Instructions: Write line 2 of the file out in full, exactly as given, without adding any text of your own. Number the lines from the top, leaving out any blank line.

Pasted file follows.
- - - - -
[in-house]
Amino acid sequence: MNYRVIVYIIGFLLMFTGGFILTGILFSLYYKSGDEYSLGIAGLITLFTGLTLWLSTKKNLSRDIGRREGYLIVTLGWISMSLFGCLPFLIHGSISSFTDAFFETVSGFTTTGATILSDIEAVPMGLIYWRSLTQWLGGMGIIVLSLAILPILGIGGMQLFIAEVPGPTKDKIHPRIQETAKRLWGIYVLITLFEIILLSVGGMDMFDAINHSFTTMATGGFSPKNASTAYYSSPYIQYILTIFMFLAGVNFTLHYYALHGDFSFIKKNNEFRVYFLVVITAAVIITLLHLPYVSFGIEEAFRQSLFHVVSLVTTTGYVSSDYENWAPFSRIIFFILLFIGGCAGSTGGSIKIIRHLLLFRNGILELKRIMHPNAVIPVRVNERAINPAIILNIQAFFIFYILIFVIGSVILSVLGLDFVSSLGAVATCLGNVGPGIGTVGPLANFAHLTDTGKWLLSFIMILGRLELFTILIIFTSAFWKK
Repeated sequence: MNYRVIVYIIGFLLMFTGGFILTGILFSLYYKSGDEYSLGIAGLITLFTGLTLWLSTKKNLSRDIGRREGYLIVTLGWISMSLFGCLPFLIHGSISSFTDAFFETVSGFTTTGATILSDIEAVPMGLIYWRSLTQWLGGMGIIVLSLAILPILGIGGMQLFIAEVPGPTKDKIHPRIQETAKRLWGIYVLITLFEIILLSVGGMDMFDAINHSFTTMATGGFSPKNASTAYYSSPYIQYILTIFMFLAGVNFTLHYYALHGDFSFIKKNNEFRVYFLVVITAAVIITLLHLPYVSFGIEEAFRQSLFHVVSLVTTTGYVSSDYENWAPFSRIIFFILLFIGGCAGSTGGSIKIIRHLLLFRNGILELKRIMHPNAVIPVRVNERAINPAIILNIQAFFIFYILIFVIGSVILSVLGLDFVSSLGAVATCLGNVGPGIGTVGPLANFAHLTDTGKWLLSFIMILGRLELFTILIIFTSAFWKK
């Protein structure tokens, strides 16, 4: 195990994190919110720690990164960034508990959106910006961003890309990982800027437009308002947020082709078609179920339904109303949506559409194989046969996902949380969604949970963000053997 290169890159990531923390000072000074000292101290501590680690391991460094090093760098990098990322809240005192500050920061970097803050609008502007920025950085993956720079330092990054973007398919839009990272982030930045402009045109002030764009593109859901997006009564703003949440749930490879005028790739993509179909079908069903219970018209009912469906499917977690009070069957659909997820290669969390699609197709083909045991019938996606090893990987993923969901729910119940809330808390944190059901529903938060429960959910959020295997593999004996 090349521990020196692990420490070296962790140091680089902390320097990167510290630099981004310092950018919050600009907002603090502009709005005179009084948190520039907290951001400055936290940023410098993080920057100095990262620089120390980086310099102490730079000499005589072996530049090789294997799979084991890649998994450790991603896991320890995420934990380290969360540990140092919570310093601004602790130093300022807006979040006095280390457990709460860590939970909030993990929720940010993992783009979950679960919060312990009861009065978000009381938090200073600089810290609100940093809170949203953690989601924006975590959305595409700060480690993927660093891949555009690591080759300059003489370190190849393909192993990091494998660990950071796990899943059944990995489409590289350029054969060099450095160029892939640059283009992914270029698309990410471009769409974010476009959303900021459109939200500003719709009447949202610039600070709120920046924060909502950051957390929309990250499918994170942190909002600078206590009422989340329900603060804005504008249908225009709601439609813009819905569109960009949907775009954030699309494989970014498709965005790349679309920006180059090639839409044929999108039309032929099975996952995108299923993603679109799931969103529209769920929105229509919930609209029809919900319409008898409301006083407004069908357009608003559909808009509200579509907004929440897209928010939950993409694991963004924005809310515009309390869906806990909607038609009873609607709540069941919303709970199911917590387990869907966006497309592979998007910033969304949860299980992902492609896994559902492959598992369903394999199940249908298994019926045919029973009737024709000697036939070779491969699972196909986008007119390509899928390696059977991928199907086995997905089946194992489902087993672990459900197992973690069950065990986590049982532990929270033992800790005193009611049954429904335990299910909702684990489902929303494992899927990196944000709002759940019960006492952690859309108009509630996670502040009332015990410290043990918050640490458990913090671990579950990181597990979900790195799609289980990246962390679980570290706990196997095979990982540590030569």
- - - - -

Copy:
Amino acid sequence: MNYRVIVYIIGFLLMFTGGFILTGILFSLYYKSGDEYSLGIAGLITLFTGLTLWLSTKKNLSRDIGRREGYLIVTLGWISMSLFGCLPFLIHGSISSFTDAFFETVSGFTTTGATILSDIEAVPMGLIYWRSLTQWLGGMGIIVLSLAILPILGIGGMQLFIAEVPGPTKDKIHPRIQETAKRLWGIYVLITLFEIILLSVGGMDMFDAINHSFTTMATGGFSPKNASTAYYSSPYIQYILTIFMFLAGVNFTLHYYALHGDFSFIKKNNEFRVYFLVVITAAVIITLLHLPYVSFGIEEAFRQSLFHVVSLVTTTGYVSSDYENWAPFSRIIFFILLFIGGCAGSTGGSIKIIRHLLLFRNGILELKRIMHPNAVIPVRVNERAINPAIILNIQAFFIFYILIFVIGSVILSVLGLDFVSSLGAVATCLGNVGPGIGTVGPLANFAHLTDTGKWLLSFIMILGRLELFTILIIFTSAFWKK